Women who give birth at home deserve the best care

Tuesday, January 8, 2008 | 9:08 a.m. CST; updated 8:21 p.m. CDT, Thursday, July 17, 2008

This year the Missouri legislature will, once again, be asked to consider the issue of midwifery. Missouri is the only state in the nation which states in law that midwifery is part of the practice of medicine. This means that only doctors can be midwives.

Current Missouri law places mothers and babies in danger, particularly those who give birth at home. It is legal in Missouri to have a home birth, but it is not legal to hire a midwife to help with that birth. For those families who do find a midwife, the illegal status of midwives means that their insurance does not pay for the birth. Midwives receive their pay out of pocket and often serve families with limited incomes.

I am a home birth physician and an expert in natural childbirth. I take several calls a year from families who live in rural areas and who have rapid labors. They cannot reliably make it to a hospital that provides maternity care. They have no option but to give birth at home. They cannot find a midwife. I don’t know what to tell them. In more than 40 states, midwives are legal and available to at least try to make it to the homes of women in this situation, to help with a baby that needs help getting started or to help a woman who is bleeding heavily.

The current situation puts physicians like me in a legal bind. If I care for a family who has seen a midwife, I am not supposed to know that, or perhaps I will be a party to the felony. But if I don’t know that they have had care from a midwife, how can I know what has already happened in the pregnancy? How can I provide excellent care if I have to stay ignorant and uninformed? Women and babies do best in a system where doctors and midwives work together.

Nearly 1,000 babies are born at home in Missouri each year. Every one of them deserves the excellent care of a skilled midwife. Legalizing well-trained midwives would be a big step towards that goal.

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Angelita Nixon January 8, 2008 | 11:55 a.m.

This is a terribly unfortunate Catch-22 to which Dr. Allemann alludes - here she is in what could be the ideal position to support women having their births their way, providing valuable medical expertise and even facilitating transfers of care when needed (midwives doing their jobs well, that is, identifying potential complications in a timely manner). Yet she and the many other supportive physicians and midwives are legally barred from doing so. Because of some ridiculous Missouri-only snafu? How is that helping Missouri families who are making sound and informed choices by requesting a skilled attendant to care for them?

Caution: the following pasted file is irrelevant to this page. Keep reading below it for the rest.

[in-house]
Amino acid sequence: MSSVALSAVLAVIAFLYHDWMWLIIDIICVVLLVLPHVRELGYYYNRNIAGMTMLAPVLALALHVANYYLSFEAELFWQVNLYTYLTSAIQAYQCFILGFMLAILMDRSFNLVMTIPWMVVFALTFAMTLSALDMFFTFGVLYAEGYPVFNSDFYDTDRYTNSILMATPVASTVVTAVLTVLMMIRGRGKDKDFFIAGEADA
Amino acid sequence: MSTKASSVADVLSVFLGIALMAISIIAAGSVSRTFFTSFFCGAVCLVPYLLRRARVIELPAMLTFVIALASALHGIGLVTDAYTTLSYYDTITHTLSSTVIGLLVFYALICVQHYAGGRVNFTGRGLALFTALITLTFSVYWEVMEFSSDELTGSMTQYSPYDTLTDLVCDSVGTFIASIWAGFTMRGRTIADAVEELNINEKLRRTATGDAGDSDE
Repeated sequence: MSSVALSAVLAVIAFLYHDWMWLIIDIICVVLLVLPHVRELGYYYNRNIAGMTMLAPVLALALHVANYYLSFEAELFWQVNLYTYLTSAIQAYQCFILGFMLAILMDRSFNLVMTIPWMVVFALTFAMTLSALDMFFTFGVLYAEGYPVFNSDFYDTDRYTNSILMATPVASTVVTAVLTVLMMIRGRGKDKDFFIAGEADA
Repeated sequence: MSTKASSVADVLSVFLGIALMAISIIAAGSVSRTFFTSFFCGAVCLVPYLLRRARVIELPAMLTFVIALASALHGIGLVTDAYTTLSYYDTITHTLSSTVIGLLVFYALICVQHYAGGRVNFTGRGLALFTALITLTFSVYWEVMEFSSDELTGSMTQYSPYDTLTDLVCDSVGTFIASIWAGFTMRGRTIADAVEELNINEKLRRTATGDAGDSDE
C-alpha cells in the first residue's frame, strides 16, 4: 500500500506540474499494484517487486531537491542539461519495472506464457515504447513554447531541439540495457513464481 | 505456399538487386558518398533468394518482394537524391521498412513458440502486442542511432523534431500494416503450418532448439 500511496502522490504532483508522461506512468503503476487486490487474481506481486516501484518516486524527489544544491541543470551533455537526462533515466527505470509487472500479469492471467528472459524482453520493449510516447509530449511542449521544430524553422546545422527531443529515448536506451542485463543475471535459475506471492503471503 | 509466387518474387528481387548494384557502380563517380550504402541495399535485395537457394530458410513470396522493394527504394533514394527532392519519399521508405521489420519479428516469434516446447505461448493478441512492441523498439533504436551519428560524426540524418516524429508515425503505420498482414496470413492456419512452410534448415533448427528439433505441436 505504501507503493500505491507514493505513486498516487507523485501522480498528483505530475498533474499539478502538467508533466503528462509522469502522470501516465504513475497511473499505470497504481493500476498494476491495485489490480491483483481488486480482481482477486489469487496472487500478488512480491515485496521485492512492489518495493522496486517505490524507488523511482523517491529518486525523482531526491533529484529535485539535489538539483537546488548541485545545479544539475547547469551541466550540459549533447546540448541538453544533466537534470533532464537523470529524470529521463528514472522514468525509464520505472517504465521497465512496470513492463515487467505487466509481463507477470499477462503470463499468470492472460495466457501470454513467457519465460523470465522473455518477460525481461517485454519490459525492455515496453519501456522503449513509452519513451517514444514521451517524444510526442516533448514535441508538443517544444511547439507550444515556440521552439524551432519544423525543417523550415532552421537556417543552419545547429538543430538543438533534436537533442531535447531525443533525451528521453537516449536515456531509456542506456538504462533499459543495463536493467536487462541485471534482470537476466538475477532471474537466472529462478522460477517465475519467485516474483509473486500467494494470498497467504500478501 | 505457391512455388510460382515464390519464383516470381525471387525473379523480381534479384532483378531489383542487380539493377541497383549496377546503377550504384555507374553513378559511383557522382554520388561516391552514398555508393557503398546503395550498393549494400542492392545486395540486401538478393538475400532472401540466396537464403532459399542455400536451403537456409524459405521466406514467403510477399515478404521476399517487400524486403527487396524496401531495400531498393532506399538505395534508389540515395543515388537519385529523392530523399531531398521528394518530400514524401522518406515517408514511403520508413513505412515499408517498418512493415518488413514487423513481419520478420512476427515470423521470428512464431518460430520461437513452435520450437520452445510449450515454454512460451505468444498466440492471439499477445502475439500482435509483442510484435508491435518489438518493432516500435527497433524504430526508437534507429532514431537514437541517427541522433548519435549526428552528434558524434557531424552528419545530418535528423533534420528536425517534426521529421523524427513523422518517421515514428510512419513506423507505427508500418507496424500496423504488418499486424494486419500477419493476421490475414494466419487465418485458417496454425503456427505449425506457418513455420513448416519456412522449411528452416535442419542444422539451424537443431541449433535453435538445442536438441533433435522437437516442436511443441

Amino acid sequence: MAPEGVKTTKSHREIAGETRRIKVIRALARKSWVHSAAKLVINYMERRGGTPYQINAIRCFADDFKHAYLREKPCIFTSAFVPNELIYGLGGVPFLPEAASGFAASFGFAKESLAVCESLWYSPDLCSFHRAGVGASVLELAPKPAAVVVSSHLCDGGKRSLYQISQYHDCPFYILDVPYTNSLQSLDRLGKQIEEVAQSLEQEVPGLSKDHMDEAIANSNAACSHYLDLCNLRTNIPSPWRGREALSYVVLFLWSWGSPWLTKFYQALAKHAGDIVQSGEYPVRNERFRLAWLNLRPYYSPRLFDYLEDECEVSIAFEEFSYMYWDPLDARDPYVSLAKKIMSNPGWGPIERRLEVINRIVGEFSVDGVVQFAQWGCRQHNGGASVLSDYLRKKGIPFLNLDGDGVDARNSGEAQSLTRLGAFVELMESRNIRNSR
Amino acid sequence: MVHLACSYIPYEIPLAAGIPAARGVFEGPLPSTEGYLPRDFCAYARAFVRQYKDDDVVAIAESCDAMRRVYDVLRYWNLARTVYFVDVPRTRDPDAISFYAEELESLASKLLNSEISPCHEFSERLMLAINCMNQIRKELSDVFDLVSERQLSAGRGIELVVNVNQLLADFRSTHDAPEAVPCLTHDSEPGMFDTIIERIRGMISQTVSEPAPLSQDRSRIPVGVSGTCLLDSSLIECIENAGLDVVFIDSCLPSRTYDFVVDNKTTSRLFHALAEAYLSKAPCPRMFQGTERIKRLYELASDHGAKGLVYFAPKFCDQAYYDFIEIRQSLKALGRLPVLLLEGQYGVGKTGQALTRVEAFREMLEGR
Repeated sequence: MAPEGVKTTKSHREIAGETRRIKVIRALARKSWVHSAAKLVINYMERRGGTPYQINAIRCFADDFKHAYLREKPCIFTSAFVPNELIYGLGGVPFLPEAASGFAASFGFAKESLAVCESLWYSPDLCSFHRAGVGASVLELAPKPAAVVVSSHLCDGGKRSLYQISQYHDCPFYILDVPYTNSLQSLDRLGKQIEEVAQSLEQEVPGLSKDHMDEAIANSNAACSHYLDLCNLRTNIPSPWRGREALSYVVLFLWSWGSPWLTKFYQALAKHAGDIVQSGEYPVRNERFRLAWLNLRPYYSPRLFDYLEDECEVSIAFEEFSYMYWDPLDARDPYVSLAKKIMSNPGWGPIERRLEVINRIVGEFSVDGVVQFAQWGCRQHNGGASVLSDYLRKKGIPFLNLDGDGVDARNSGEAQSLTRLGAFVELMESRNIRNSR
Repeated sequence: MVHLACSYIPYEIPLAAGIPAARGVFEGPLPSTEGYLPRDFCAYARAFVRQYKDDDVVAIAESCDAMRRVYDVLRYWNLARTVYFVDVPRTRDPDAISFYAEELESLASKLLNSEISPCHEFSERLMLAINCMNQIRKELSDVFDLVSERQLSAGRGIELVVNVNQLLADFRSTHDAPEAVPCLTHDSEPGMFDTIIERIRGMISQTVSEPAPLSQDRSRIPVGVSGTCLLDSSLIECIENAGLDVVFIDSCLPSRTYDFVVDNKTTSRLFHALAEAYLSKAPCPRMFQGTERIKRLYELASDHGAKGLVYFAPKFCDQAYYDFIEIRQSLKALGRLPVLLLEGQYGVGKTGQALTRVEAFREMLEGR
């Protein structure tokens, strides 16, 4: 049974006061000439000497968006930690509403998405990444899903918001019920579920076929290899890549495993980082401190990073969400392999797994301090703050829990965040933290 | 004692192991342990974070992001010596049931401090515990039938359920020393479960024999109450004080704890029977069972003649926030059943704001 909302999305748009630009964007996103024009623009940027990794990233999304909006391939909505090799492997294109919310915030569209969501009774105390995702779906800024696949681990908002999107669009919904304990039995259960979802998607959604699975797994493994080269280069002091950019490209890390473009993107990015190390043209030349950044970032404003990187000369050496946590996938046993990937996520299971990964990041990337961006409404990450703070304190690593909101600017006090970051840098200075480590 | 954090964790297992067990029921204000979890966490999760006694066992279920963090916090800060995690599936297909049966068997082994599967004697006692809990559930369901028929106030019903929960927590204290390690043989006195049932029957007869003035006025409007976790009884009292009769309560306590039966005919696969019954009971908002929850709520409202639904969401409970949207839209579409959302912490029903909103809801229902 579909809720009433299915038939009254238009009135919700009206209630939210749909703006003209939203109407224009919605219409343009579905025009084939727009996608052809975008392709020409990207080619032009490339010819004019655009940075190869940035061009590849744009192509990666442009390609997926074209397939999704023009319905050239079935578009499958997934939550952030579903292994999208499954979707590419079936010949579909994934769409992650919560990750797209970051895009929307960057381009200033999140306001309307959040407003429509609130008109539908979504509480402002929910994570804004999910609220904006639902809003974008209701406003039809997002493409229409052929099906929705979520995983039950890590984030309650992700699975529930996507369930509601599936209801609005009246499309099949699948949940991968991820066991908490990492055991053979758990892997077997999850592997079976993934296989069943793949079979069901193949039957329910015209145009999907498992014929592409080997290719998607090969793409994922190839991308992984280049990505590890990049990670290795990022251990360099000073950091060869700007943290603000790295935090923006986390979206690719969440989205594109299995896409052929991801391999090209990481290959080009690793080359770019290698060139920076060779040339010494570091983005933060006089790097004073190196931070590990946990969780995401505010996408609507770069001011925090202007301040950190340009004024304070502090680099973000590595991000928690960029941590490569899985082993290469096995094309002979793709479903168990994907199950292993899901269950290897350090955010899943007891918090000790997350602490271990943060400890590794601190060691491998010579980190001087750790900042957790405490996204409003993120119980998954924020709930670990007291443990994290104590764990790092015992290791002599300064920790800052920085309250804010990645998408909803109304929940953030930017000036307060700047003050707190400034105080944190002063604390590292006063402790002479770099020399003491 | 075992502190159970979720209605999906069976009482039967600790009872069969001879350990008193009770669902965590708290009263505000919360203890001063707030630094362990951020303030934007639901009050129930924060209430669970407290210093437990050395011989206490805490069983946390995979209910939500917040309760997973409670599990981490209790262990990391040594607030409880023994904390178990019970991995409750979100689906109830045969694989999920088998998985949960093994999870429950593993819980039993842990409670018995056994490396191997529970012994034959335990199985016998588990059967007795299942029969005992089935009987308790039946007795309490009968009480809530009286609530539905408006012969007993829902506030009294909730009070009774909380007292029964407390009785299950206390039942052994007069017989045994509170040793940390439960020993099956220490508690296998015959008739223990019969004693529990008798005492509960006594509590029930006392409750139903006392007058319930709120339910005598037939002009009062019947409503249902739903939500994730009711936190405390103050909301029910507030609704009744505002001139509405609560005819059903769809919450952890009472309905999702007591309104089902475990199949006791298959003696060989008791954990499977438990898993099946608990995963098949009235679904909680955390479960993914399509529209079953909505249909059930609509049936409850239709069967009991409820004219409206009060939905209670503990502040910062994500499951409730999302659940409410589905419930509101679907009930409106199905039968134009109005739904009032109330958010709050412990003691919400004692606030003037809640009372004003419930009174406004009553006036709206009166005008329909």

People should have lots of good options from which to choose when it comes to their health care - midwives and surgeons alike! Really, that's fine with me. Isn't that the good old American way, where healthy competition drives the market, and poor performers simply go out of business?

Women and families who actually care about their births are quite rare these days. Those who choose to give birth with confidence, trusting in their bodies, using natural means for managing the hard work of it, and avoiding unnecessary (and expensive) interventions definitely earn my respect! They are keeping themselves healthy, they are taking responsibility for their own decisions, and they are using valuable health care resources wisely and judiciously. Hmm - shouldn't we be encouraging more of that?

I am fortunate enough to live in an area where I can legally attend and professionally assist women having birth in the setting of their choice. It puzzles me that situations like the one in Missouri still persist. What could it be out there that impedes good, skilled midwifery and medical collaboration? Dr. Allemann, you are a rare breed - thank you for your wisdom and your courage! I wish there were more physicians like you.

(Report Comment)
Liza Coutu January 8, 2008 | 2:07 p.m.

As one who chose to have a homebirth just a month ago, I am grateful to have been able to have that option. I would not have made it to the hospital in time for this baby, as my labor was very unusual for me, and the baby came suddenly after a long, seemingly unprogressing labor. My midwife did not make it in time, so I gave birth unassisted, but she provided wonderful care during my pregnancy and was there moments after the baby was born to make sure everything was fine, even cleaning everything up and making breakfast for me before leaving. I'm just so glad that I had planned to be at home, because the sudden birth of my baby, if I had been planning to go to the hospital, would have been very frightening and stressful. I was well-informed and ready to handle things on my own. I attribute that readiness to the excellent care and involvement of my midwife. Thank you, Dr. Allemann, for this wonderful letter. I hope things change for the better in Missouri.